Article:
By Norman P. Grubb
WE have now examined the way "the Word of the Lord" comes to us in matters of decisive importance. But, for many, it is in the more ordinary affairs of everyday life that they find such difficulty in knowing the will of God, and in having any conception about the things that they could confidently take by faith. There is a household need of food, or home, or money, or furniture, or job. There are the unsaved children. There are health questions. There are the hundred and one problems connected with our sphere of business, Christian service, our neighbors, our relatives. Life would be too short anyhow for us to obtain a clear word from God as to what would be His will in each matter, and often the call for action is too sudden. How then can we possibly pray in faith, still less use the word of authority, when we do not know God's will, and the Scriptures make it so plain that confident prayer depends upon asking according to His will?
The men of the Bible again give us the clue. In two whose activities are given us in some detail we see the point most clearly; also in the life of the Lord Jesus. We can watch both Moses and Elisha when various sudden demands are made on them, demands that come in the natural course of their lives. Moses, as leader of Israel, is suddenly called upon for bread and water; he is brought up without warning against the barrier of the Red Sea and the unexpected pursuit of the Egyptian Army. He has to meet a surprise attack by the Amalekites. And so on. In Elisha's life the point comes out in still more homely fashion. A widow of one of his assistants is in financial difficulties. A pot of stew is poisoned by mistake. One of his students loses his borrowed axe-head. Exactly the same type of sudden demand is laid on Christ: the disciples sinking in a storm, the multitude with no food: the leper, the blind, the suppliant father and mother falling at His feet.
In few of these cases is there any indication that a period of retirement was sought in order to find the mind of God, although there were certainly critical moments when it is said of Moses, for instance, that he fell on his face; probably because on these occasions he was faced with outbreaks or revolt or loud complaint, and needed to quieten his spirit before he could speak the word of the Lord unmixed with his own personal reactions. The same is noticeable in Elisha when sent for by the idolatrous King Jehoram, with whom the godly King Jehoshaphat had allied himself. "What have I to do with thee?" said he indignantly to Jehoram. "Get thee to the prophets of thy father." And when only persuaded to stay for Jehoshaphat's sake, he asked for a minstrel to soothe his rightly ruffled spirit, before he could know and give out the Lord's word.
But the striking fact is that normally these men of God, as in the case of the Savior Himself, took the supply of God for a sudden emergency in their stride, as it were. They took it for granted that where need was, there also was divine supply, if they would simply draw on it. Look at Elisha providing the oil, healing the fountain, raising the axe-head, getting the water for the army, and so on. But what was special revelation to them is meant to be common grace to us, "the mystery which hath been hid from ages and from generations but now is made manifest to His saints... which is Christ in you." To us it is now said that "it is God that worketh in you both to will and to do of His good pleasure." Here lies the secret. The life in Christ is not to be regarded as a life lived by jerks, sometimes in and sometimes out of His will. That is exactly the exoteric view of God which remains with us as grave clothes from the fall-that God is merely outside us, transcendent, and His will must be interpreted to us by a constant process of revelations, infusions, breakings forth of light into the midst of a normal experience of darkness. God is transcendent, but, such is the glorious paradox of faith, He is also immanent. Gradually we must come familiar with the esoteric truth, Christ in you, joined to the Lord one spirit, God dwelling in us and walking in us:  "The anointing which ye have received of Him abideth in you." "It is God that worketh in you to will;" and God's guidance must be seen more in the daily direction of our wills and desires than in sudden words and inspirations.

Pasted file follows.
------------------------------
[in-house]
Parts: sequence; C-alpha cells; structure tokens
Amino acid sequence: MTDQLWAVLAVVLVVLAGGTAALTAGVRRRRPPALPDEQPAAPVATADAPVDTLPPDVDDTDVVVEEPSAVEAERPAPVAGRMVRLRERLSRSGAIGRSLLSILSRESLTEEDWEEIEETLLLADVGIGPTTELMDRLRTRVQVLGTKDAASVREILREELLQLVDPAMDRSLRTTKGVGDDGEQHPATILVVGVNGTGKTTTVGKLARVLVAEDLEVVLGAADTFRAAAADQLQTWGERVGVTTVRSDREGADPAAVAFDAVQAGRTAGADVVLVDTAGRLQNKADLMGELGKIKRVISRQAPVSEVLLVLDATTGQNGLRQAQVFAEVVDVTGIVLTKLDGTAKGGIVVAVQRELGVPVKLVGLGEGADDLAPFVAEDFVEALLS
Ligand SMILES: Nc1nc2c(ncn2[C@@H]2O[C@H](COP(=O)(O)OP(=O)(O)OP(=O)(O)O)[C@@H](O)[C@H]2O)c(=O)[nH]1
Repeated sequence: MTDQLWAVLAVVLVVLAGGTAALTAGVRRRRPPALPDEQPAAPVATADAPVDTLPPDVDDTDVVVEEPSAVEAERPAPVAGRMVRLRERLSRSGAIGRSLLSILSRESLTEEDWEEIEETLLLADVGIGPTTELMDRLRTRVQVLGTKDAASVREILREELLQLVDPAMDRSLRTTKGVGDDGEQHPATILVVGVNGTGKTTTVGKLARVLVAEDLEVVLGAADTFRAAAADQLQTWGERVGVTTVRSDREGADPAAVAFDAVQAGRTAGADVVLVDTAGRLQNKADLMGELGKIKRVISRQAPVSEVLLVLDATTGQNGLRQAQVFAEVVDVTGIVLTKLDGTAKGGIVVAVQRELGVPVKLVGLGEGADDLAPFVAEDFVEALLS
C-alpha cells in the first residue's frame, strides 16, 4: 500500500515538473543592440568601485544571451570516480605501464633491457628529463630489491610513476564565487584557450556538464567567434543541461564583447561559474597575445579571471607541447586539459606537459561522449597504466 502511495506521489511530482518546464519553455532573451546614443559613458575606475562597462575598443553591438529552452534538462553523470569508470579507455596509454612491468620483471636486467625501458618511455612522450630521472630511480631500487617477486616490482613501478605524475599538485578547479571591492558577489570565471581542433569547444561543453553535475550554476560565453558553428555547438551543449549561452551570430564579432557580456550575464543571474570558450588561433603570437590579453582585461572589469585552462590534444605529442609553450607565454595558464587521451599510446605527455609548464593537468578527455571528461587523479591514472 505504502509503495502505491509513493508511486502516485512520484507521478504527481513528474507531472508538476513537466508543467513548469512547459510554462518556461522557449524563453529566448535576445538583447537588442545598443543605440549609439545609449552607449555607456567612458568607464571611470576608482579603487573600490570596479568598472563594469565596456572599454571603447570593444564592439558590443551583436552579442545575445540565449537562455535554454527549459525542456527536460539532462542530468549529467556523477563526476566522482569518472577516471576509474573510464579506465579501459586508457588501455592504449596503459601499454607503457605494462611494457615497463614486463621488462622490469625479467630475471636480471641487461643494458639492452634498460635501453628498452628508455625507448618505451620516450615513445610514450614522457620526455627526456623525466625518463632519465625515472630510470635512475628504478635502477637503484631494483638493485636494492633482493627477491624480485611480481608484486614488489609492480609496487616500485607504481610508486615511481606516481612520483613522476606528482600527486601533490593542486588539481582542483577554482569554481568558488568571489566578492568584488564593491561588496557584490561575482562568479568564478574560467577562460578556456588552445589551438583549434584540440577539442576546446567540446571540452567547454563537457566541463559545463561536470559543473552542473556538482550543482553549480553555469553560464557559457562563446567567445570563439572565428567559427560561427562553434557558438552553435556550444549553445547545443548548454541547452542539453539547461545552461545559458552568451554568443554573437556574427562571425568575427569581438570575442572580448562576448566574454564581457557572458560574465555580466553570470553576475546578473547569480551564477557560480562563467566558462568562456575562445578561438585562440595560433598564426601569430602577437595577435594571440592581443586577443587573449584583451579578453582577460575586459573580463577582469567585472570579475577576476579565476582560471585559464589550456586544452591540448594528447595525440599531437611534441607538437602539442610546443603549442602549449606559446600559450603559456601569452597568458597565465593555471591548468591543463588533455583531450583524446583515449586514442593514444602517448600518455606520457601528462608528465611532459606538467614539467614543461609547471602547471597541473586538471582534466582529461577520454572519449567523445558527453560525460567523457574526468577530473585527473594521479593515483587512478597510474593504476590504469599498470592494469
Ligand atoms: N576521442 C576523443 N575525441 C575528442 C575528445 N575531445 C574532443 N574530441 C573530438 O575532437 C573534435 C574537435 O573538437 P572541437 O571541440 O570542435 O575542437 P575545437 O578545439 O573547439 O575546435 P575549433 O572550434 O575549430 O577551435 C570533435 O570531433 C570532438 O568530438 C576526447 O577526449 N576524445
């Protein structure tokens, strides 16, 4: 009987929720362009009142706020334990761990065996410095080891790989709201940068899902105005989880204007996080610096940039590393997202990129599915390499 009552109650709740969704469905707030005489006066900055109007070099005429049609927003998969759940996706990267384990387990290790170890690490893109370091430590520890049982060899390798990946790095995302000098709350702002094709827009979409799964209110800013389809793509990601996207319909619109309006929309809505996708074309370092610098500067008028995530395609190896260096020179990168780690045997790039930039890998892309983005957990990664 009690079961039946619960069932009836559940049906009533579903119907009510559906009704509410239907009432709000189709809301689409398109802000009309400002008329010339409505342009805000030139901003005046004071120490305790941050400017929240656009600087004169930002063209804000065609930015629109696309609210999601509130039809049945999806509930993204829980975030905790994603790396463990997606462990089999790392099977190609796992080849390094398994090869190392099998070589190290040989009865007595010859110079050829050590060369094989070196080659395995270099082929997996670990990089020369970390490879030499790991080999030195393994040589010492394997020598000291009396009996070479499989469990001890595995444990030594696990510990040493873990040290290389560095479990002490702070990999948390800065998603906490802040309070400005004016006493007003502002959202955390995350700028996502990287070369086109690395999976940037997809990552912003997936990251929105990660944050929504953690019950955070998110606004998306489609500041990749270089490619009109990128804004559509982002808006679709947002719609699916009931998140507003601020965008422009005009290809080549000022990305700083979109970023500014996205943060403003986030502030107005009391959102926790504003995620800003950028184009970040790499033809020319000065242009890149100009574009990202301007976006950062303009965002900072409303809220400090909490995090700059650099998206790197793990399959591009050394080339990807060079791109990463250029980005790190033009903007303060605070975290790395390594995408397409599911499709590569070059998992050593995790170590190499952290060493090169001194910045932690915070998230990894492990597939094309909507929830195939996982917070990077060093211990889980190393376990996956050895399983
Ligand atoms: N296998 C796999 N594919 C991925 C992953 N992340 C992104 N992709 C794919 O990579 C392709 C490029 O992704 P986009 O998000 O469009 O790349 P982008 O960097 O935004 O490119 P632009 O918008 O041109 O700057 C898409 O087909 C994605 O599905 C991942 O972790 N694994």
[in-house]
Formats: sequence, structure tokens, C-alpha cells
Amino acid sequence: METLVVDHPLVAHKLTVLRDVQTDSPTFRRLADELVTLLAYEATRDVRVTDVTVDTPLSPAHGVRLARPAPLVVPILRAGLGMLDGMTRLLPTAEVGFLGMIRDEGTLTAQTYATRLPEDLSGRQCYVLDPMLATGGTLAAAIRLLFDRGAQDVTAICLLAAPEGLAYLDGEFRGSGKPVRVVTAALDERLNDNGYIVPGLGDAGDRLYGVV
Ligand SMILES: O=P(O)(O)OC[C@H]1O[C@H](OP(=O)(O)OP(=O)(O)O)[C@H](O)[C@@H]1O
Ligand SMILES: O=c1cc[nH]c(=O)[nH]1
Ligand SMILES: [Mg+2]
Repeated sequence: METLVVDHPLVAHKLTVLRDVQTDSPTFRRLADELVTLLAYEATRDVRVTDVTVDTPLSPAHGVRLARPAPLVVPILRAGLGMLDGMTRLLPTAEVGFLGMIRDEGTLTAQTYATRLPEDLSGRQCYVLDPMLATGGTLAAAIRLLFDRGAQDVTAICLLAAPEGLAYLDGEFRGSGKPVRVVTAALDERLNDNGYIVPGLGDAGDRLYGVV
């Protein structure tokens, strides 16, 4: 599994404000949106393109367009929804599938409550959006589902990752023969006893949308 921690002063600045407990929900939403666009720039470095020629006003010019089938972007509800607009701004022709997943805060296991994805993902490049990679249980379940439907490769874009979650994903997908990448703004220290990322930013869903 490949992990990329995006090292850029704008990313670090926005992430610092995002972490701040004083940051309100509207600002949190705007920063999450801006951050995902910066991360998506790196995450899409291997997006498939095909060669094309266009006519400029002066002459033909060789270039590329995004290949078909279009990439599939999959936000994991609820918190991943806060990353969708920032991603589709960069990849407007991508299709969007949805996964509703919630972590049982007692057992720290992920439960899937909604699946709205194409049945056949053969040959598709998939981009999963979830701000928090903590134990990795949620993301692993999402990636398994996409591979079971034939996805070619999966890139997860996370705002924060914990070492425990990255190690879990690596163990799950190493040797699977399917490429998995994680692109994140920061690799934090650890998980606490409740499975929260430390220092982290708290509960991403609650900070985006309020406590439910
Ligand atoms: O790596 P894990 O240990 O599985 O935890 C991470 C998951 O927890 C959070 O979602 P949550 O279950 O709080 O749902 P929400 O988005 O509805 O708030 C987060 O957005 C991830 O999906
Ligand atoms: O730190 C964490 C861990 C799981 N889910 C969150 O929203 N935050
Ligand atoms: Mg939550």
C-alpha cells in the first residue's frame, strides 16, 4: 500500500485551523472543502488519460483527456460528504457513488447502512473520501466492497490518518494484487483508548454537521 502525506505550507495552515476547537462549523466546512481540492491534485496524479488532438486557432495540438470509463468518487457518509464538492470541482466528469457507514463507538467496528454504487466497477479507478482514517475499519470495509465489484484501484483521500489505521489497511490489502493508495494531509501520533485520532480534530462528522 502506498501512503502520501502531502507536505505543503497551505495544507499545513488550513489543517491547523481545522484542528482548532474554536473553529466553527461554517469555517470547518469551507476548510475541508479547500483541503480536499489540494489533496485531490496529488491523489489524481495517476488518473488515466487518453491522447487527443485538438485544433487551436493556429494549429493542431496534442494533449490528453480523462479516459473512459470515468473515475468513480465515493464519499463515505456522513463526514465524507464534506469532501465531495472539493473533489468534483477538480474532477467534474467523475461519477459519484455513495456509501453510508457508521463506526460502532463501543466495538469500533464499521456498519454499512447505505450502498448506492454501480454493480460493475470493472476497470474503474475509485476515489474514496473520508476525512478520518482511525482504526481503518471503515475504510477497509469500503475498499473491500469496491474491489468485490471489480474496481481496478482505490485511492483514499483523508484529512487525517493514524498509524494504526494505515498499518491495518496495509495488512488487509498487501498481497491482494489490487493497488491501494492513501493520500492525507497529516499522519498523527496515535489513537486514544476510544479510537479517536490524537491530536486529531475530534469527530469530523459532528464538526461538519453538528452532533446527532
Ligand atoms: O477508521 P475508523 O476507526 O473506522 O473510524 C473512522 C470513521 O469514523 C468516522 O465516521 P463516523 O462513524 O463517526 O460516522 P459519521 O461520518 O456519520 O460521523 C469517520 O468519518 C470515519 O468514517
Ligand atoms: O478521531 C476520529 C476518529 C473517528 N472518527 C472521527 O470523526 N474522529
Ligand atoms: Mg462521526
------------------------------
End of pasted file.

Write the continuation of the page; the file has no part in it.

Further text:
We must dare to believe that our wills and desires are His, God working them in us, unless we are definitely conscious that they are opposed to Him. Usually we take the other attitude, that our wills and desires are not His, but just our own, and probably selfish, except in the rare cases when we have His will directly communicated to us. It is there that our bondage and hesitation comes over the interpretation of His will. Jesus spoke quietly and naturally to His disciples about asking anything from Him in His Name, stressing that whatever they asked He would give them, and gently chiding them that up till then they had asked nothing. John, who quoted these sayings of Jesus in his Gospel, repeated the same in his own letters "Whatsoever we ask we receive of Him;" "If we ask any thing according to His will he heareth us." Christ (and John) said He was taking it for granted that their normal desires would be His will, and thus asked in His Name. In that same talk He spoke to them of vine and branches, explained that that was now their natural relationship to Him, and that all they needed to do was to take care to maintain it. If they did that, then the sap of His mind, His will and desires, would naturally flow through their hearts, and they would, without effort, be willing one will and desiring one desire with Him.